1. The #1 most common problem I have experienced with long handled tools is that the handle separates from the metal tool head. When choosing a new tool, look at the attachment between the handle and the metal implement. If you see that the metal is crimped around a handle and expected to stay on by tension alone, don’t buy the tool!  Buy one that is attached with removable screws, or all one piece. Not only is this type of connection more secure, but it is user serviceable. If that handle detaches or breaks, you can replace the handle without having to buy a whole new tool.

Garden tool with improperly attached head
This tool head is not sufficiently attached to the handle. The handle will separate from the head.  Even if you manage to reattach it, the same problem will likely reoccur repeatedly.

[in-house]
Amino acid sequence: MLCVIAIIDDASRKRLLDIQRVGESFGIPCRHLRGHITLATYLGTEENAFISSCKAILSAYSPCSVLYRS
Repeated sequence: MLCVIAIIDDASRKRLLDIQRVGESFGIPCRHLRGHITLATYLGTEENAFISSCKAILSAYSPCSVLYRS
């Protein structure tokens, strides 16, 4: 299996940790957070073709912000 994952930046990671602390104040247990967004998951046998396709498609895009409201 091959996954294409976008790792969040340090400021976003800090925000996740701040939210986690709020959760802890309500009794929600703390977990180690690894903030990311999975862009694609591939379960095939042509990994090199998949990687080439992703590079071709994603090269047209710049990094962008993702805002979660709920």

Garen Tool With Rivet Attached Head
This tool head is securely attached to the handle with a rivet fastener, but if the handle rots or breaks, it may be more difficult to remove the rivet than a simple screw or bolt.  However, I am told it can be done.

Garen Tool With Screw Attached Head
This tool head is securely attached to the handle with a removable screw. It should stay securely attached, and if the handle does break, another can be easily installed.

2. Look for good quality metal. Research the type of metal used in the tool you are considering to find out if it’s strong enough to resist bending and denting, reasonably easy to sharpen, and able to hold a sharp edge well.  Hoes, knives, spades, and scythes all require periodic sharpening to perform their best.  Hand cultivators and spading forks should be thick and very strong.  All metal tools should be reasonably rust resistant.  Care for your metal tools by keeping them clean and dry.  If light rust does occur, you can scrub it away and apply oil to prevent it from returning.